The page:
abound in this city. Nearly any space will do: drawings, collage works and smaller conceptual pieces pinned to the walls will attract hordes of art seekers. ABEL Gallery is typical. The apartment-turned-gallery was launched seven years ago by the engaging Boris Abel, now 32, who says he pays an "inexpensive rent" and has an "aesthetically oriented landlord." Recently Abel exhibited drawings and watercolors in a show called "Empowerment," in which lewd, funny drawings about sex, violence, gender, identity and power are shown pinned to the walls.


Auguststrasse offers a range of art spaces with a local profile, including the Kunst-Werke collective, a cultural mecca and art school with a full program of films and visual art. Next door you can find quirky spaces such as the bunker-like Neues Problem with its papered-over walls, and this past spring, an installation of trains and architectural models in half-light separated by a plastic garbage bag from a series of artists' books sitting on a wood shelf. Neues Problem's mission is to "try to do something without money," says artist Uwe Jonas, who started it in 2003. "It's the history of Berlin," he adds with a laugh. "And sometimes I even sell things." Jonas can always take a break in the nearby outdoor garden at Clärchens Ballhaus, a 1919 dance hall and theater turned into a successful local hangout.

Across town on the Brunnenstrasse, a number of new galleries are garnering international attention. Among them are Amerika, Martin Mertens, the experimental Artnews Projects, transplanted New Yorker Sarah Belden's Curators Without Borders and the Berlin extension of Chelsea gallery Goff + Rosenthal. Amerika was launched by Sebastian Klemm, 30, and a number of artists who hired him as a "producer," and the storefront gallery's smooth cement floors and cutting-edge stable of artists quickly made it a must-see space. "We're now showing our core group of artists at Art Forum Berlin and looking at other fairs," says Klemm.

Pierogi Flatfiling, based in Brooklyn, dropped into the city with its cabinets in tow and had a full house at its May opening in collaboration with space owner Artnews Projects. "We basically rolled into Brunnenstrasse and set up shop to a full-capacity opening," says Leif Magne Tangen, Leipzig director of Pierogi. Works were pinned to the wall salon-style, and sales were very strong. After an afternoon on Brunnenstrasse, Berliners climb up a small hill through a leafy park to Nola's, a Swiss-style bar and restaurant that overlooks this hot art district and cool off with a glass of Berliner Kindl Weisse.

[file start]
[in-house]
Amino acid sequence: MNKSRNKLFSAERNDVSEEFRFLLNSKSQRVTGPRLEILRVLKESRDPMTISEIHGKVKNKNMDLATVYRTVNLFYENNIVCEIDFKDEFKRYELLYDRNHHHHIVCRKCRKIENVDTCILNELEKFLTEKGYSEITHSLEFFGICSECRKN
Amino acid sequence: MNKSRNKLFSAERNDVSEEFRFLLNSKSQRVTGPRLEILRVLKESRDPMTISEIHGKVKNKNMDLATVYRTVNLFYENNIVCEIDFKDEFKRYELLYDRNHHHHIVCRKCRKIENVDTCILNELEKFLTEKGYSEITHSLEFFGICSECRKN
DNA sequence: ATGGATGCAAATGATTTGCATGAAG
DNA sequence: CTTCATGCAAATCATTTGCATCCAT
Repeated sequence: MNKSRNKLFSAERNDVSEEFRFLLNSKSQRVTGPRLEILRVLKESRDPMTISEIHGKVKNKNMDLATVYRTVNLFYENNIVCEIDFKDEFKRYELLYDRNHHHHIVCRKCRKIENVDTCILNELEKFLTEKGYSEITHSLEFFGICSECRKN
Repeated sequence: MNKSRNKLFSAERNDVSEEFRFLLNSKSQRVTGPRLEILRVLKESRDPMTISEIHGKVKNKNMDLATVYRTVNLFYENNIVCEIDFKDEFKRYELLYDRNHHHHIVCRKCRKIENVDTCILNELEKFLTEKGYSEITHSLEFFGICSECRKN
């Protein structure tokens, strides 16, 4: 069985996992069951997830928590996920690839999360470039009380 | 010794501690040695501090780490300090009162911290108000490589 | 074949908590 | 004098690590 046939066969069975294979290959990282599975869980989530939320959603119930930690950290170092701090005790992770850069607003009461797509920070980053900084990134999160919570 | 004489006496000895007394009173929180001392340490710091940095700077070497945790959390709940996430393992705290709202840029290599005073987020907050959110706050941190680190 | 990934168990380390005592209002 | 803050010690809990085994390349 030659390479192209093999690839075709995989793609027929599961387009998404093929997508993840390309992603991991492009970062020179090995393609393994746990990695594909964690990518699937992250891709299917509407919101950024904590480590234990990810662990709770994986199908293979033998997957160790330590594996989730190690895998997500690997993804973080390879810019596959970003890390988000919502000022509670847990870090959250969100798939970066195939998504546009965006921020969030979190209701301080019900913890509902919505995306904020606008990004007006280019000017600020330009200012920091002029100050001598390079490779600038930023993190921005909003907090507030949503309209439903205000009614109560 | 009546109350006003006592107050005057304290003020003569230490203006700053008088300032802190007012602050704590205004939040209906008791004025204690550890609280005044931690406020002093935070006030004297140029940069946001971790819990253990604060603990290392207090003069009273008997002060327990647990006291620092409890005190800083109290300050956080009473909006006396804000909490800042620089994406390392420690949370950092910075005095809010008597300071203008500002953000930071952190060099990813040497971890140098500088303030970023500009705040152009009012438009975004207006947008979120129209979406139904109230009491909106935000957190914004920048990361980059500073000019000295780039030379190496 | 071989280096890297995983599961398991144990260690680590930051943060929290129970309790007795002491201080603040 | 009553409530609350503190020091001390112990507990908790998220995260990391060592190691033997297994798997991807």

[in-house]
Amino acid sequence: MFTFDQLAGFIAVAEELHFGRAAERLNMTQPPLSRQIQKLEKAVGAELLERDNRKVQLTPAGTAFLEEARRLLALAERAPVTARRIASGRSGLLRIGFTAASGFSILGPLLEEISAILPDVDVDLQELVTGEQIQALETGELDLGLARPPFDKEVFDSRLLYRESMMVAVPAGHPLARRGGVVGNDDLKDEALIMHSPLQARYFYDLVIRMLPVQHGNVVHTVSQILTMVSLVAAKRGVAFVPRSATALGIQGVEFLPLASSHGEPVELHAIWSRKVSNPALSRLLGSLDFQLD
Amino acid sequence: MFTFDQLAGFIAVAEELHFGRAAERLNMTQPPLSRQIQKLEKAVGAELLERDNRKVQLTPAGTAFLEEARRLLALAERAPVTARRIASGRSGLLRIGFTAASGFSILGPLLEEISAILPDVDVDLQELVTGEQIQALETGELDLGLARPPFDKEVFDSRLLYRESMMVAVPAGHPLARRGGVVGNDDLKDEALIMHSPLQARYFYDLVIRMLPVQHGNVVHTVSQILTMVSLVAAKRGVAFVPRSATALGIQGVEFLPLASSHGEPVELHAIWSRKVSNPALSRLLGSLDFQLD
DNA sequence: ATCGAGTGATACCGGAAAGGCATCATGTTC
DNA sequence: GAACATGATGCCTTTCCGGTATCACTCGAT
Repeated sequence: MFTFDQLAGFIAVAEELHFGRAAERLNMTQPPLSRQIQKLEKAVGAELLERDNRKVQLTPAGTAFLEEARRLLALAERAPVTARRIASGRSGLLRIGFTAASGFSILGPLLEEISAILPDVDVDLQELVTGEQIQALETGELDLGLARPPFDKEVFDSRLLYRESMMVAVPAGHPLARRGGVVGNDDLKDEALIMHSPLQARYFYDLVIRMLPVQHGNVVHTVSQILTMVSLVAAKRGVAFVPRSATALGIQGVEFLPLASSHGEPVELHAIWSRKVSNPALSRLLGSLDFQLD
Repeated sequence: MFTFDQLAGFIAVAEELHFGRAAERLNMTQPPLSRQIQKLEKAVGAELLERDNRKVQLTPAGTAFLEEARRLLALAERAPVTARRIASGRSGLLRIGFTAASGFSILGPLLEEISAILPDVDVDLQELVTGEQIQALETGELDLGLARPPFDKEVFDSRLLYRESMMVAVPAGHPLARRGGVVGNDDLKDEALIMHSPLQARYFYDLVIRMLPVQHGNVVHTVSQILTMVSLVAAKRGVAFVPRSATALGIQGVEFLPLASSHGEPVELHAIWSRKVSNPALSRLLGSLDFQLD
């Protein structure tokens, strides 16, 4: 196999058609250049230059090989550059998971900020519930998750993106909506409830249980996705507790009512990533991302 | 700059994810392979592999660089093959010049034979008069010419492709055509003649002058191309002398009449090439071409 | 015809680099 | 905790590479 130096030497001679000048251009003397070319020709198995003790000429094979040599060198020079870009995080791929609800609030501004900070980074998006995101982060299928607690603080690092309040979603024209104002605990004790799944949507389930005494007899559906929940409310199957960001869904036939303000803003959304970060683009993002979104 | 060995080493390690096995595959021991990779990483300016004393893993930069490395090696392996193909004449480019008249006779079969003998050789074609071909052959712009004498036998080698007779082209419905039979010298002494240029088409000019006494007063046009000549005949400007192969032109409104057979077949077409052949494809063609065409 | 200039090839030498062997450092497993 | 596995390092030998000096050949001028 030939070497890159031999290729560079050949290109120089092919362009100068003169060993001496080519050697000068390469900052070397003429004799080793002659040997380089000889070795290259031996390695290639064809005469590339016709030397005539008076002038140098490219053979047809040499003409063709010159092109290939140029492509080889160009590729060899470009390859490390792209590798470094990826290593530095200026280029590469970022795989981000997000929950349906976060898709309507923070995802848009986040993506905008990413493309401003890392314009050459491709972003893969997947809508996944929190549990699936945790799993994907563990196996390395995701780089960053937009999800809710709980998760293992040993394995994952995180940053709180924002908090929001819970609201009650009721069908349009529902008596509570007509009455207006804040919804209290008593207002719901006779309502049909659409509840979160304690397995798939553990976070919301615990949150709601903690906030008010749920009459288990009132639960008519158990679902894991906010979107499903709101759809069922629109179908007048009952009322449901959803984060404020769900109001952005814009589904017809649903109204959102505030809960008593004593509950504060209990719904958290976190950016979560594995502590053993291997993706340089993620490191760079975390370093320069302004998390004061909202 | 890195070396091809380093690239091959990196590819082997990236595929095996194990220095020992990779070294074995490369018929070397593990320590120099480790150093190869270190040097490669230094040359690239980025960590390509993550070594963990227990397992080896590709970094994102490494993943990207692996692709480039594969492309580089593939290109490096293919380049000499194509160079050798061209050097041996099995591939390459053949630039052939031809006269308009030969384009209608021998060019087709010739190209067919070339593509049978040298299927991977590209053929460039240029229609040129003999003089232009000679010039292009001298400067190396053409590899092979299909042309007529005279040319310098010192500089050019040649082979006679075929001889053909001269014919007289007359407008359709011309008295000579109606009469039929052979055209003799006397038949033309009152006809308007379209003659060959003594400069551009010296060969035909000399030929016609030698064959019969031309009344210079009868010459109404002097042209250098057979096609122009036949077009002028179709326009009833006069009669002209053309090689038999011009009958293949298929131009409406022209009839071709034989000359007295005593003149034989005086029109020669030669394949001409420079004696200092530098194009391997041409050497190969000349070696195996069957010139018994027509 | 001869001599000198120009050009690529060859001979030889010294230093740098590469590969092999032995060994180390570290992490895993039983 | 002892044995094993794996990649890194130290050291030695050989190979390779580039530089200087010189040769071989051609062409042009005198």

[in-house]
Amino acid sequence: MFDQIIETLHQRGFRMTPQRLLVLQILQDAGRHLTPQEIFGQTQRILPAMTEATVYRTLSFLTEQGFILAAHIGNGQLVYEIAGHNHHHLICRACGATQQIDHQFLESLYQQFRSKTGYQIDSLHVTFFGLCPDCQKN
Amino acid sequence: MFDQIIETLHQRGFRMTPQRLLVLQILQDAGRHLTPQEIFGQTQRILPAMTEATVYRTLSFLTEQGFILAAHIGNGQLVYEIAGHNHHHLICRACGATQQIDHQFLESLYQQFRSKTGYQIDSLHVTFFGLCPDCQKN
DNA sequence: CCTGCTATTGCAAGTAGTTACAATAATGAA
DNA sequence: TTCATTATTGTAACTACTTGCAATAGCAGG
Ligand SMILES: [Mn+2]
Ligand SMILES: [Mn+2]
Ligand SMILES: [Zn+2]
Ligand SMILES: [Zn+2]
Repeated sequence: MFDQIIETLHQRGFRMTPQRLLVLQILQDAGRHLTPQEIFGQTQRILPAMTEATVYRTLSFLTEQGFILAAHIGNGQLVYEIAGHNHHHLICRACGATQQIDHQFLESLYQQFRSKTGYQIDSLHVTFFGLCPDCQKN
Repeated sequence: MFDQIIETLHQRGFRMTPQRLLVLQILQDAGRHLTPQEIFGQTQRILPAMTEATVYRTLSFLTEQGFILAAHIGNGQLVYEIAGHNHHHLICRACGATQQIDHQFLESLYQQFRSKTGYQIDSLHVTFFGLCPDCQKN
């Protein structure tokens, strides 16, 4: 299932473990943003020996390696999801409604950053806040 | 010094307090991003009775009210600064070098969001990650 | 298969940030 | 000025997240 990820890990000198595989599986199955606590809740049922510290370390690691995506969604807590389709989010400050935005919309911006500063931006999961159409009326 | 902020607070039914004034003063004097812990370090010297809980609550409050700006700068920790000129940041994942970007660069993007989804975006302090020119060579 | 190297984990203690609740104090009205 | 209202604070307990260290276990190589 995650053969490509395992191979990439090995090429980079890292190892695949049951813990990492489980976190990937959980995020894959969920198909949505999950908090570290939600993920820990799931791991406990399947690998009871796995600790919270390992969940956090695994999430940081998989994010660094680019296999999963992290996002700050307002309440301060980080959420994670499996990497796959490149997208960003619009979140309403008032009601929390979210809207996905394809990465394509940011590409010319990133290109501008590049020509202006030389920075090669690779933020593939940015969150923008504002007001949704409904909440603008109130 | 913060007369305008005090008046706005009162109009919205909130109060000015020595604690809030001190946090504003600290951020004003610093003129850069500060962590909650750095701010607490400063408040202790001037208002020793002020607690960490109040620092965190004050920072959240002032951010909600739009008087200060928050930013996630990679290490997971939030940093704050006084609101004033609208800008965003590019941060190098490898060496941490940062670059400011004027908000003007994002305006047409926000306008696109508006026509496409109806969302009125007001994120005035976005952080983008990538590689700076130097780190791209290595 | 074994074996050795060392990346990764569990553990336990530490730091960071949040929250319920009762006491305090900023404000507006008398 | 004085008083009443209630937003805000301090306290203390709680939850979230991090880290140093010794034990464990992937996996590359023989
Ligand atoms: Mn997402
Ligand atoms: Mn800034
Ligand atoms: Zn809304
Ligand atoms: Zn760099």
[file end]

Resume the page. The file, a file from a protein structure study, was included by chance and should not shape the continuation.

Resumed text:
And galleries are not alone in capitalizing on the city's momentum. "All the auction houses have moved into Berlin," says Ruth Baljöhr, specialist in 15th- to 19th-century prints, drawings and paintings at Galerie Bassenge. "The most visible auction house is Villa Grisebach, which offers classical and Modernist works as well as photography, with a bustling department in contemporary art," she says. "But everyone—Sotheby's and Christie's included—has set up some kind of office here. Berlin is way too important now to skip."

Berlin has embraced contemporary art as a way to define itself. Take a look at the graffiti'd-over Tacheles, a mad series of artist-made rooms in an old ruin on the Oranienburger Strasse; "tacheles" is an old Yiddish word for "disclose," and indeed the open bombed-out aesthetics does just that and more and is also a great place to have a beer and browse the art store there.

The Wall itself is still on display at the always-open East Side Gallery Berlin Wall museum in front of the Ostbahnhof, bordering a "beach" and hip bars along the Spree River waterfront.

At the small AnyWay Gallery on Boxhagenerstrasse, a performance artist danced in and out of a blue plastic garbage bag; an earlier exhibition at this tiny space run by Maud Piquion had yet another performance artist curled up in the storefront's vitrine. Pretty much anything and everything is now on view in Berlin. The city is wide open for business. Matthew Rose, Art&Antiques' Paris correspondent, is both an artist and writer. He has written about art, culture and business for Entrée, The New York Times and The New York Times Magazine, among others.

October 2007